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Discussion Starter · #1 ·
I got a Bialetti espresso maker today and wow, does it make a great cup o' joe. Why has it taken me so long to discover this little corner of coffee goodness?

I also got a Hario hand crank coffee grinder. It's quite a bit of work to grind the beans but it does produce a consistent ground.


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your text here
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when we had a gas stove i would use one of those. never ever ever ever ever put too much water in there OR let if boil dry. and dont forget to clean under the rubber seal.
 

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Discussion Starter · #4 ·
weltyed said:
when we had a gas stove i would use one of those. never ever ever ever ever put too much water in there OR let if boil dry. and dont forget to clean under the rubber seal.
What rubber seal? Lemme go look.
 

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your text here
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il sogno said:
What rubber seal? Lemme go look.
there should be an orange rubber seal somewhere between the top and bottom section joint. i recall it being on the bottom of the top section, along the filter area. just make sure you remove and scour underneath it every now and then.

instructions on use:
http://www.ineightydays.com/archives/passioncoffee/

crazy instructions on cleaning (white film! while film!):
http://answers.yahoo.com/question/index?qid=20080818083859AA8KHfM

they do make teh richest espresso, but it takes a large amount of grounds.
 

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Discussion Starter · #6 ·
Okay... yeah. I have a white-ish seal.

I ain't gonna obsess over any white spots.
 

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Spicy Dumpling
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We got one around Christmas time, it makes much better espresso than we ever got out of our much more expensive machine and it's easier to use to boot. I might have to have a cup this evening.
 

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Discussion Starter · #8 ·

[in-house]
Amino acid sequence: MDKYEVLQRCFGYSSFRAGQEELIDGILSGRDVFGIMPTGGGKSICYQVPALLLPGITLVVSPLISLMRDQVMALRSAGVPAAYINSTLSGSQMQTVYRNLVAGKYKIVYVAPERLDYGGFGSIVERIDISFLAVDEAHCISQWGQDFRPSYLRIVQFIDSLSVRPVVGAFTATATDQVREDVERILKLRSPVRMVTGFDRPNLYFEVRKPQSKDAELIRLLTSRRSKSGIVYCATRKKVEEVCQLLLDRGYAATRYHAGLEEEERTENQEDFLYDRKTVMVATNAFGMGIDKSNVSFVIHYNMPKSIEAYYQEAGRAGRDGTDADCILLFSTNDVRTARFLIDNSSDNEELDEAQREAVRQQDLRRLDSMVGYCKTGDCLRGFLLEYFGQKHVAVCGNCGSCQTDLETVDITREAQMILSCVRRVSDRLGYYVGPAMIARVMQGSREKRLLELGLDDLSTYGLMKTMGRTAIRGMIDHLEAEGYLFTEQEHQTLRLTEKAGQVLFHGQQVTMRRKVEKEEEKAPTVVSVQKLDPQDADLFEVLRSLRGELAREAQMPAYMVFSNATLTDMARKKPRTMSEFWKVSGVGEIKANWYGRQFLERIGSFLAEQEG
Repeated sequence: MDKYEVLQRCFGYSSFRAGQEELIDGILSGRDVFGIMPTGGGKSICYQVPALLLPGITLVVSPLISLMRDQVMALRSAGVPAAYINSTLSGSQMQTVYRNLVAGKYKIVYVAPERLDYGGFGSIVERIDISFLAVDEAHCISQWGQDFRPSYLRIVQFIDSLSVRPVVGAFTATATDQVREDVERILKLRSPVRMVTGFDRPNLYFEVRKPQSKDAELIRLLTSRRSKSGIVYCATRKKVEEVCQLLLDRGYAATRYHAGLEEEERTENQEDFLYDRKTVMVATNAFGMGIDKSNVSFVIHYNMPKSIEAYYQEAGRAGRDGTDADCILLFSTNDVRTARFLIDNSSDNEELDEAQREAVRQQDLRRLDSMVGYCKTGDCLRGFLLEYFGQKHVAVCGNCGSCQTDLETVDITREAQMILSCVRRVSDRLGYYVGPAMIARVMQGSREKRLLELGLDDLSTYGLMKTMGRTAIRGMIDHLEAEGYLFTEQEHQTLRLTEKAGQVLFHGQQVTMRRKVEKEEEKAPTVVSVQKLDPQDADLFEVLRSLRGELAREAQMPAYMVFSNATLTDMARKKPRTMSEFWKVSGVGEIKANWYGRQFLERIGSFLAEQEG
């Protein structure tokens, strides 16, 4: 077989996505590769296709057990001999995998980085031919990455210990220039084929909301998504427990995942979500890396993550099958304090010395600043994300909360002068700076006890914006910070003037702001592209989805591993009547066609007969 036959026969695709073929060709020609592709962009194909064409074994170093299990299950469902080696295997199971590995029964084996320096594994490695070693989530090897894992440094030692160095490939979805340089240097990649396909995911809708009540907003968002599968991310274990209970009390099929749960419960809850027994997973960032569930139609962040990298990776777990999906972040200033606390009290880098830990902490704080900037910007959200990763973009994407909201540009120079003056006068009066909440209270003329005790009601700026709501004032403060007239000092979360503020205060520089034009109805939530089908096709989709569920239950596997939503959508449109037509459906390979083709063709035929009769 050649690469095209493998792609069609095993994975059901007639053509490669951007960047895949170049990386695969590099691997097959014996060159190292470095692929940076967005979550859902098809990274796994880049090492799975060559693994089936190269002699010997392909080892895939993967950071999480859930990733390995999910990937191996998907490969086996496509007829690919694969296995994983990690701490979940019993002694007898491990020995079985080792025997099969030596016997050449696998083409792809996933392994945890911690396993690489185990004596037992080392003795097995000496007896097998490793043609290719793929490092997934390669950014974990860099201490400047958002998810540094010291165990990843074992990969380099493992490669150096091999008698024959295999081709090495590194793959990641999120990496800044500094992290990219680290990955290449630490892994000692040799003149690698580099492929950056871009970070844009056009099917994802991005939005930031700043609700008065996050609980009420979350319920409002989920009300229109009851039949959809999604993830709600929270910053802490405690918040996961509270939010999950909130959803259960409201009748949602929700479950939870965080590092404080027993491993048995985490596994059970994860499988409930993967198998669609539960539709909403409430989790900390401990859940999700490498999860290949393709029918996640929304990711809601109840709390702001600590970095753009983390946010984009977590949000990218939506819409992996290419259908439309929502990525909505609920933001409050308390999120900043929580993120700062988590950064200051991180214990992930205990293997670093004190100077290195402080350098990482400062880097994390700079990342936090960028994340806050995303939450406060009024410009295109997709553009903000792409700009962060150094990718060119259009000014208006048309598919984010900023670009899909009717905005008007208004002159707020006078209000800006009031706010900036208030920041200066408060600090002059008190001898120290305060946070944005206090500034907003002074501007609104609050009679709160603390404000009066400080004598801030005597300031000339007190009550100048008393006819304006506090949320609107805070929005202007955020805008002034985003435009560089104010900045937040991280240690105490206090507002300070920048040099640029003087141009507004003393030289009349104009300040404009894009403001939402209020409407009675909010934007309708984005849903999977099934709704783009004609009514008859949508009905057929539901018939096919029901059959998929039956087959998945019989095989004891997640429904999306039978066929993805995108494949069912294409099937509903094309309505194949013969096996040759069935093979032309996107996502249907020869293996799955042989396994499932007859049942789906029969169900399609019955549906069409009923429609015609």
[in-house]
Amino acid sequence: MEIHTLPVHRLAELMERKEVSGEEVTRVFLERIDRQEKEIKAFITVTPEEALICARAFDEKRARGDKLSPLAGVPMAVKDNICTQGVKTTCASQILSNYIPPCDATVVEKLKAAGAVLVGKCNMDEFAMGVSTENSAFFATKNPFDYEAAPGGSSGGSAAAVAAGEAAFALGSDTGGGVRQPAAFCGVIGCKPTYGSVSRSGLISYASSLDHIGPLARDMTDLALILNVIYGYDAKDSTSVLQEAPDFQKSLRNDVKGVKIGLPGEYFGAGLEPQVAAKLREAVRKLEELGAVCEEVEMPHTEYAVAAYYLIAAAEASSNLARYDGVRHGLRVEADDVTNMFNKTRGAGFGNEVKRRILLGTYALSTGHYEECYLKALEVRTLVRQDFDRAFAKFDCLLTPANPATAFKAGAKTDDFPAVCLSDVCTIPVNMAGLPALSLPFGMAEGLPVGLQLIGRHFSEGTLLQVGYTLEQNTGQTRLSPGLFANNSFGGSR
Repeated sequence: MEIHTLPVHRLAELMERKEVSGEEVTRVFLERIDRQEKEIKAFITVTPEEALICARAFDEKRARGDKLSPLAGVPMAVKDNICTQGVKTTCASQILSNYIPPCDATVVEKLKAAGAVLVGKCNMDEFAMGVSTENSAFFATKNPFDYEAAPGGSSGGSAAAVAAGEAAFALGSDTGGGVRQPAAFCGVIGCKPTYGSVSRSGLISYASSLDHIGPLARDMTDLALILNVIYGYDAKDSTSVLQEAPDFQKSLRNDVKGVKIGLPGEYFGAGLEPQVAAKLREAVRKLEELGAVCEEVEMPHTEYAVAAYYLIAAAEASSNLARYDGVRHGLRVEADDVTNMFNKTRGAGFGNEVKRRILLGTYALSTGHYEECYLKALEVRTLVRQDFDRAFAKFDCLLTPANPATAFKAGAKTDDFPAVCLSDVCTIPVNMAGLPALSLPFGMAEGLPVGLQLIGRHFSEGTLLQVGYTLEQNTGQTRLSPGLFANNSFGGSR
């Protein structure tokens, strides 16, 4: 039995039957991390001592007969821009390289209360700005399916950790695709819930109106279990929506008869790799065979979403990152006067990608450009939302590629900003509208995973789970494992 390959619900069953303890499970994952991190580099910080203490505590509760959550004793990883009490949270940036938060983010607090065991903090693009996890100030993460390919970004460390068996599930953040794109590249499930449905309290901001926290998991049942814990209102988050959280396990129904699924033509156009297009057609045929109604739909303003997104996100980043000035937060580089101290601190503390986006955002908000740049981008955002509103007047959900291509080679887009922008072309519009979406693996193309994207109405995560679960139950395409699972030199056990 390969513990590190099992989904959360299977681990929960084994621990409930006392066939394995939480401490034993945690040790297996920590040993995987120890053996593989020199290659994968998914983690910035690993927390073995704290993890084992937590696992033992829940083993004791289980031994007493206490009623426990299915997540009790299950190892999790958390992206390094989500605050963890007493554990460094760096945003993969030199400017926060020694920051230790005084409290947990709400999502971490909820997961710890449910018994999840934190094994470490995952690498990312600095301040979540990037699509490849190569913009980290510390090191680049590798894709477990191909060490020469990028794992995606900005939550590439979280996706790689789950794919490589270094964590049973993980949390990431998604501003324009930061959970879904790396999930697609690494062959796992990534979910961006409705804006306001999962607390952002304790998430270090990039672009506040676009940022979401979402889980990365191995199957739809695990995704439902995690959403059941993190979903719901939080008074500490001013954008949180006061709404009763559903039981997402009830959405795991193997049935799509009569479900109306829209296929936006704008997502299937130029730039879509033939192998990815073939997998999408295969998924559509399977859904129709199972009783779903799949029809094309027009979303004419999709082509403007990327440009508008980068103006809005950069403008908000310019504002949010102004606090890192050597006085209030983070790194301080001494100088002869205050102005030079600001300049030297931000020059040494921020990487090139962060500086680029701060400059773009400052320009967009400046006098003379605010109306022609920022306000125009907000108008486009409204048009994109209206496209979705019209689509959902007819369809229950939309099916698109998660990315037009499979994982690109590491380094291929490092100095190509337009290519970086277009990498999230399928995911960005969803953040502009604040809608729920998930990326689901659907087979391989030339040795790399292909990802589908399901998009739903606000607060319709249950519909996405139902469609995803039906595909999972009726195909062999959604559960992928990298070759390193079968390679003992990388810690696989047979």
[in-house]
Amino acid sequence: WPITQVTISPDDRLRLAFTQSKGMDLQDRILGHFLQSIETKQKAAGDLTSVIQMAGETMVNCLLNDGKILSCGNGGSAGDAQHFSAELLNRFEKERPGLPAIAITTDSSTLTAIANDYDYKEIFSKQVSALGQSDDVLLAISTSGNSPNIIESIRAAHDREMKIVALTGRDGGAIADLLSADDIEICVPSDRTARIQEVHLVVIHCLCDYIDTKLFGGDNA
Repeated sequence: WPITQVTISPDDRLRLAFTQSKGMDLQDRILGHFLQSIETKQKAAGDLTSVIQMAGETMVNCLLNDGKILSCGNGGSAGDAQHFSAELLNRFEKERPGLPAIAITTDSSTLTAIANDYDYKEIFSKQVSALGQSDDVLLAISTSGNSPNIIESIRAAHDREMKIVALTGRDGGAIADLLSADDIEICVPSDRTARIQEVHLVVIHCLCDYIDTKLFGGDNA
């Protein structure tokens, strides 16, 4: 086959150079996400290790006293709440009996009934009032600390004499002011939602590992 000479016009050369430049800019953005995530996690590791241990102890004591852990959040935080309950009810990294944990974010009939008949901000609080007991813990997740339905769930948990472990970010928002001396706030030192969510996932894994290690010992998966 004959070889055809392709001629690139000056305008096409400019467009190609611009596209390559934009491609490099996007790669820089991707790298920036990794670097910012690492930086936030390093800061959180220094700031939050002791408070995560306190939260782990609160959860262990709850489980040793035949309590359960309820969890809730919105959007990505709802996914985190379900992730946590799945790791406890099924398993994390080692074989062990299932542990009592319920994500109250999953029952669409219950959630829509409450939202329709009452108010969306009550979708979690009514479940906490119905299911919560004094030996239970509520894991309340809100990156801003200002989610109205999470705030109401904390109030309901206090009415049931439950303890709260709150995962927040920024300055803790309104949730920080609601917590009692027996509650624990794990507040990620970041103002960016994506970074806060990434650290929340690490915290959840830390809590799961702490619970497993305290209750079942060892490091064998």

VaughnA said:
We got one around Christmas time, it makes much better espresso than we ever got out of our much more expensive machine and it's easier to use to boot. I might have to have a cup this evening.
A smooth cup o' joe. Yeah. It was love at first sip.
 

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Crusty AF
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For the hand grinder, a friend of mine took the handle off of his, put two nuts on the threaded part so they lock, and uses a variable-torque power drill with a 7/16 or 3/8 (insert the size of your nuts here :eek: ) socket at both low torque and speed to spin it.
 

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your text here
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i dont understand this. why would you attach an electric drill to a hand grinder?

drussell said:
For the hand grinder, a friend of mine took the handle off of his, put two nuts on the threaded part so they lock, and uses a variable-torque power drill with a 7/16 or 3/8 (insert the size of your nuts here :eek: ) socket at both low torque and speed to spin it.
 

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Crusty AF
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takes some of the effort out of turning the crank by hand...depending on how much you're grinding, it can take a bit of doing.....
 

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Bianchi-Campagnolo
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We just got one of the stainless steel Bialettis as a replacement for the old and broken Francis Francis X1.



Il Sorgo, I concur with your opening statement. Damn good coffee.
 
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